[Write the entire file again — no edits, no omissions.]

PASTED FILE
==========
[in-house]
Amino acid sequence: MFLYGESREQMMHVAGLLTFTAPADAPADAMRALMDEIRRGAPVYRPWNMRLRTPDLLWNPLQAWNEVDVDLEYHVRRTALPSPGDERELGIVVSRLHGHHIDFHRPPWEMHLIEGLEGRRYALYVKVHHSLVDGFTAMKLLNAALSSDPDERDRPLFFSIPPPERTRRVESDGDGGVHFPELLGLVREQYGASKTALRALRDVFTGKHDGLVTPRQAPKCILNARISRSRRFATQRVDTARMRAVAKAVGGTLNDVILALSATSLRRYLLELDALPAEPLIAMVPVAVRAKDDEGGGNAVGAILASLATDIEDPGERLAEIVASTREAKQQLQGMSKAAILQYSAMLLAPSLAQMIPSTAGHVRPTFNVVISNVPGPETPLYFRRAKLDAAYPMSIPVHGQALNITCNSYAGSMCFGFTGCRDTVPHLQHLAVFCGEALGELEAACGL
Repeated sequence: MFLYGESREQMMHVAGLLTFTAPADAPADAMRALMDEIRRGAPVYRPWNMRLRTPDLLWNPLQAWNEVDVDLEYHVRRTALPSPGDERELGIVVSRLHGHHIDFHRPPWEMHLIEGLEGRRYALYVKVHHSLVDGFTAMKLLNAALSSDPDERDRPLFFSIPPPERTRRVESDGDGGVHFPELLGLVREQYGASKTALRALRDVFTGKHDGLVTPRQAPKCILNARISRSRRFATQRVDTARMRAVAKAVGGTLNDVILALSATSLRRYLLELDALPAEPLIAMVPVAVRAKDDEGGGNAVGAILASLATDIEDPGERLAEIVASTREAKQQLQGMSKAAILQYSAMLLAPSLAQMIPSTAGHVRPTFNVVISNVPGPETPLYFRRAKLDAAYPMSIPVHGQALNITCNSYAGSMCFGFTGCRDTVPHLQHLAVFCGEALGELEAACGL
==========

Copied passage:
[in-house]
Amino acid sequence: MFLYGESREQMMHVAGLLTFTAPADAPADAMRALMDEIRRGAPVYRPWNMRLRTPDLLWNPLQAWNEVDVDLEYHVRRTALPSPGDERELGIVVSRLHGHHIDFHRPPWEMHLIEGLEGRRYALYVKVHHSLVDGFTAMKLLNAALSSDPDERDRPLFFSIPPPERTRRVESDGDGGVHFPELLGLVREQYGASKTALRALRDVFTGKHDGLVTPRQAPKCILNARISRSRRFATQRVDTARMRAVAKAVGGTLNDVILALSATSLRRYLLELDALPAEPLIAMVPVAVRAKDDEGGGNAVGAILASLATDIEDPGERLAEIVASTREAKQQLQGMSKAAILQYSAMLLAPSLAQMIPSTAGHVRPTFNVVISNVPGPETPLYFRRAKLDAAYPMSIPVHGQALNITCNSYAGSMCFGFTGCRDTVPHLQHLAVFCGEALGELEAACGL
Repeated sequence: MFLYGESREQMMHVAGLLTFTAPADAPADAMRALMDEIRRGAPVYRPWNMRLRTPDLLWNPLQAWNEVDVDLEYHVRRTALPSPGDERELGIVVSRLHGHHIDFHRPPWEMHLIEGLEGRRYALYVKVHHSLVDGFTAMKLLNAALSSDPDERDRPLFFSIPPPERTRRVESDGDGGVHFPELLGLVREQYGASKTALRALRDVFTGKHDGLVTPRQAPKCILNARISRSRRFATQRVDTARMRAVAKAVGGTLNDVILALSATSLRRYLLELDALPAEPLIAMVPVAVRAKDDEGGGNAVGAILASLATDIEDPGERLAEIVASTREAKQQLQGMSKAAILQYSAMLLAPSLAQMIPSTAGHVRPTFNVVISNVPGPETPLYFRRAKLDAAYPMSIPVHGQALNITCNSYAGSMCFGFTGCRDTVPHLQHLAVFCGEALGELEAACGL